Villanova’s Saddiq Bey will be the most talented wing in the back-end of the lottery. His projected draft range has been all of the place, from ten and below all the way to the mid 20s. It wouldn’t surprise if the Mavericks are crossing their fingers for him to fall to 18.
Weight: 216 lbs
- A tremendous outside shooter, especially in spot up and catch-and-shoot situations
- Very good stationary passer for his size and position
- Patient and disciplined, not a guy who forces it
- Can over-pass at times and pass out of good looks
- Not many promising flashes of him becoming a good driver
- A very, very, very slow first step
- Patient and disciplined, stays on his feet
- Very smart — sees passing lanes, knows his assignment and how to treat them
- Good switching ability, can realistically guard 2 through 4, with the potential to defend the 5
- Overall a very good defender thanks to length and discipline
- Isn’t a stat-stuffing defender, averaged 0.8 steals and 0.4 blocks per game in 67 career games
Active Player Comparisons
If everything goes wrong: Dorian Finney-Smith lite
If everything goes right: Robert Covington
Most Realistic Outcome: Prime Wesley Matthews (stolen from my friend @mavsdraft)
Stats and Accomplishments
2018-19 Big East All-Freshman Team
2019-20 All-Big East First Team, The Julius Erving Award (best small forward), Wooden Award Finalist
Best Games Last Season
33 points, 3 assists, 10-15 (66.7%) FGA, 8-10 (80%) 3PA
29 points, 6 rebounds, 11-20 (55%) FGA, 5-8 (62.5%) 3PA
3 Key Things
- The Athleticism
Athleticism is the ultimate get out of jail free card for draft prospects. De’Aaron Fox was selected fifth overall despite being a subpar finisher and a below 30 percent three-point shooter at Kentucky. Why? Athleticism. RJ Hampton will be selected in this year’s lottery despite having a lackluster season in the NBL. Why? Athleticism. So, what happens when you have a guy like Bey who checks almost every box but is slow?
I’m not trying to be too hard on Bey for this. There are still plenty of things he does very well. All we need to do this information is be very realistic in how we gauge his potential.
2. The Offense
Bey was a very good scorer in college — 96th percentile good according to Synergy. The majority of his offensive numbers are baffling:
- Spot up shooting: 1.314 points per possession, 98th percentile
- Transition: 1.385 points per possession, 93rd percentile
- Pick-and-roll: .939 points per possession, 88th percentile
The only big question mark is how he can supplement offense when the shot isn’t going well. He was only in the 36th percentile of isolation scorers and 66th percentile around the rim last season. At Villanova, he was able to supplement his lack of athleticism by bullying his way to the rim on cuts. With the amount of speed the NBA has, I’m interested to see how this translates. His passing ability also comes in handy here, as he can create opportunities for his teammates.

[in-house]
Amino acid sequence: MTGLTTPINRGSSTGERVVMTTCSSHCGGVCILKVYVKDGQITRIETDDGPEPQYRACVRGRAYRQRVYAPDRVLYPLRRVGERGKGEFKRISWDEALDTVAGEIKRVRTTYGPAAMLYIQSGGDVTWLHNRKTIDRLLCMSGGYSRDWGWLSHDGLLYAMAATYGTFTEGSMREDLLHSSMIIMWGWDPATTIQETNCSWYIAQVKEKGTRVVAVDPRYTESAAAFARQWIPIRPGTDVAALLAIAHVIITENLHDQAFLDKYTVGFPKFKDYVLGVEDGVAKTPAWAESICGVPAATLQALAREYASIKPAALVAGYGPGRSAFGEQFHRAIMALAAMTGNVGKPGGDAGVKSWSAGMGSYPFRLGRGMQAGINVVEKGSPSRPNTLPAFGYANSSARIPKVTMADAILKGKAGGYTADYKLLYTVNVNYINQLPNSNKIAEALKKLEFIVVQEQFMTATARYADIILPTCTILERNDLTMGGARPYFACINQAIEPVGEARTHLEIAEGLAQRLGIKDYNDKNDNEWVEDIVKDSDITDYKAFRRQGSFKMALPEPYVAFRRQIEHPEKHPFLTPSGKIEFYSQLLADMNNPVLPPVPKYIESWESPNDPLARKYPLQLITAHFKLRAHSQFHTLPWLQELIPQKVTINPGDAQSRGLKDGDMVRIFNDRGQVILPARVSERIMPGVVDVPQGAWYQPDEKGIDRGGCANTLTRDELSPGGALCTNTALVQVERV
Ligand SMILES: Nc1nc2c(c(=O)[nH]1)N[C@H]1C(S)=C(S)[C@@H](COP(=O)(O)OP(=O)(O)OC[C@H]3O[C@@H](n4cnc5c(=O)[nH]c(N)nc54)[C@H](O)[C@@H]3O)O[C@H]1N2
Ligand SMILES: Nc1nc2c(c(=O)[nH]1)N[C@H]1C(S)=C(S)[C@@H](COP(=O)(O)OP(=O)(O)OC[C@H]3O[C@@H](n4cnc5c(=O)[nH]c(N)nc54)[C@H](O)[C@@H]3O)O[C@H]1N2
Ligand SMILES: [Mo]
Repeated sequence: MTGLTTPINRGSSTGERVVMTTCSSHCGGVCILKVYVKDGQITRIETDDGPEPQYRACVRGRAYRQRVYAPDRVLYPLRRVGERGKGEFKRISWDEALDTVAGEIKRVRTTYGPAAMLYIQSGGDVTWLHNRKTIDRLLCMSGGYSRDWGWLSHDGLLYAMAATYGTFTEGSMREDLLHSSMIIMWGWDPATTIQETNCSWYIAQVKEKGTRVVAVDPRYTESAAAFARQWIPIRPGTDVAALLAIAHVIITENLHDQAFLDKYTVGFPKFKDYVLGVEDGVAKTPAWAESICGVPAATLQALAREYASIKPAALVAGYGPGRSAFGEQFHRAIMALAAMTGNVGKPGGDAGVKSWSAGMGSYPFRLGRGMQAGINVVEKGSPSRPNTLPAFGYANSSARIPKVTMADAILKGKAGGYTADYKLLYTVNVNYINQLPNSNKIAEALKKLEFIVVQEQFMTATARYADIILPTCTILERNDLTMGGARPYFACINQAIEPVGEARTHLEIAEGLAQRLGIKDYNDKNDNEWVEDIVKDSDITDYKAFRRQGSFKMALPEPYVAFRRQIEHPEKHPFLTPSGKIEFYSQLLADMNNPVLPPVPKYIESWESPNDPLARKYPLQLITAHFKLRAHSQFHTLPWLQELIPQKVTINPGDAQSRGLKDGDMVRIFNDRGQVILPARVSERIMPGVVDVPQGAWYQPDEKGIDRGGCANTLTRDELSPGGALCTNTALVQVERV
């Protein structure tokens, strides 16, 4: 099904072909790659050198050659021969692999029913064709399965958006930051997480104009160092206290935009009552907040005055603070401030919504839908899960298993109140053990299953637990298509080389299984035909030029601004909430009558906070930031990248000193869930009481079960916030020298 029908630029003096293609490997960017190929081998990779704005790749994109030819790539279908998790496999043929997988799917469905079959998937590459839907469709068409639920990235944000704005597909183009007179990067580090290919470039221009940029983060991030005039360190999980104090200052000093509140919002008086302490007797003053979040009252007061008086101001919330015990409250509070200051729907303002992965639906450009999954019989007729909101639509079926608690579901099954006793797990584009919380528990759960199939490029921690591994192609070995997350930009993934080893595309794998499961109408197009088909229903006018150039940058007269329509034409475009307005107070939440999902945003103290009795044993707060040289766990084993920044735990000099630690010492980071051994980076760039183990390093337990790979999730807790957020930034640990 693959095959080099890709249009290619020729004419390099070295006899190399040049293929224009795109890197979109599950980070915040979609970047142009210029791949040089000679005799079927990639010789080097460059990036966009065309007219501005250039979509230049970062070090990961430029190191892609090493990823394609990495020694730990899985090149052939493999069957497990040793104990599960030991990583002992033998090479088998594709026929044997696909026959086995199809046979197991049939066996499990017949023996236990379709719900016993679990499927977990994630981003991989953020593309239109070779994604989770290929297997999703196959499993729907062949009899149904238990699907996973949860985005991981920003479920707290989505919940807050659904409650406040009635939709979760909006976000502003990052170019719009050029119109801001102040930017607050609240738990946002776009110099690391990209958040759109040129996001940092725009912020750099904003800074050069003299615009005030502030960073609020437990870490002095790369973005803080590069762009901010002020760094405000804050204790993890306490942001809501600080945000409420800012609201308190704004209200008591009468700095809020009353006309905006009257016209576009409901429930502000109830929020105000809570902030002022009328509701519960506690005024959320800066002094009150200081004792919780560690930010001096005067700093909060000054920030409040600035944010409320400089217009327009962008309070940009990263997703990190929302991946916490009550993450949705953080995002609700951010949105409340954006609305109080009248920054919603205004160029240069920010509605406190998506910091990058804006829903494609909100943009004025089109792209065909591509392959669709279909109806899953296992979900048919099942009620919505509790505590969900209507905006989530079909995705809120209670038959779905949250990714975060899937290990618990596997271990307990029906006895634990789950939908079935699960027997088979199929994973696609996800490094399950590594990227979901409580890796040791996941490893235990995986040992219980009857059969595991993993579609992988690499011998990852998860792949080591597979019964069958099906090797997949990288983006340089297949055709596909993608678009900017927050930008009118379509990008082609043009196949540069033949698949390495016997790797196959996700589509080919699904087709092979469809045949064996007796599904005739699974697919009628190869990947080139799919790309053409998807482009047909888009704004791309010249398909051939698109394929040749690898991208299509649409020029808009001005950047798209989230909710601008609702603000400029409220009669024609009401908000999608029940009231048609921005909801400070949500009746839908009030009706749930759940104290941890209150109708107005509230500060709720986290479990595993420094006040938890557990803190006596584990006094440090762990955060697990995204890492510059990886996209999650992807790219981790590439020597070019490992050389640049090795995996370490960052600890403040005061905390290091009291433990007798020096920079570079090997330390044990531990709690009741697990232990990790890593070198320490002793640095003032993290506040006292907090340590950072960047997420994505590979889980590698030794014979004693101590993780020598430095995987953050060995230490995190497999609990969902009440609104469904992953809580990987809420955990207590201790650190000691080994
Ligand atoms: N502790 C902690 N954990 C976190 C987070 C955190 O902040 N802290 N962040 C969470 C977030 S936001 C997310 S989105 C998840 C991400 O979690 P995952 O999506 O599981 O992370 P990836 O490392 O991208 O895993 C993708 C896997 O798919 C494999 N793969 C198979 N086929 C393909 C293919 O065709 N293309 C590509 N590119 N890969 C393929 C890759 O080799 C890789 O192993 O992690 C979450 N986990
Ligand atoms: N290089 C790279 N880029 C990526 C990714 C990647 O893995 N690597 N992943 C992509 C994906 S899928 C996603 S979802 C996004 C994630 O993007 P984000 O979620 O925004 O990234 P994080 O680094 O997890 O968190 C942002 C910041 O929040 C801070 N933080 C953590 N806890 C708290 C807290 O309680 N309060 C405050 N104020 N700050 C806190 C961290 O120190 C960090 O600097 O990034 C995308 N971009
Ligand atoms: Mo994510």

3. The Identity
If Bey were to join the Mavericks roster, he’d automatically be the tallest non-center on the roster. He’s almost the same weight as Dorian Finney-Smith but stands at an inch taller. Just as Finney-Smith functions as a sort of Swiss Army Knife for the Mavericks — playing multiple possessions and fulfilling many roles — Bey can do the same.
Who is he going to be in the NBA? We saw him guard 2 through 4 at Nova, sometimes even 1 through 5. With his length, high IQ and defensive discipline, he could potentially be one of the most versatile defenders in the rotation.
(NOTE: If there is ever a grade in the checklist above that you feel doesn’t make sense based on the rest of the information, you can always leave a comment below. I try my best to pop in every once in a while to answer any questions. Or, you can always DM me on Twitter @ryanmainville for a definite response.)
Role with the Mavericks
Bey is about the most textbook plug-and-play guy in this class. He has a clear role on any team in the league, but his spot on the Mavericks is crystal clear. On a team with primarily offensive-minded wings, Bey would offer a refreshing amount of defense. Bey also shot a blistering 63 percent on left corner threes and 57 percent from the right corner, a skill Luka Doncic has already proven to capitalize on. His slashing will hopefully translate well in the league, but even if it doesn’t, you have a sure fire spot up shooter.
UPDATE (10/29): This profile was written before Brad Townsend of the Dallas Morning News reported the Mavericks were interested in moving up in the draft. It was also written before Mike Fisher of DallasBasketball.com reported the Mavericks were hosting Bey in addition to Iowa State’s Tyrese Halliburton for a workout on October 29. The fact that we’re hearing this much information from a very hush-hush front office is a little suspicious to me, but that’s not what I’m here for.
Bey and Halliburton will both be high-lottery prospects. If the Mavericks are serious about moving up, they’re going to have to really move up if they want either of these guys. For what it’s worth, I think both of these guys would be good fits in Dallas. I’m just having a tough time imagining it as all the leaked information over the past three days has tied my original desired draft strategy into knots.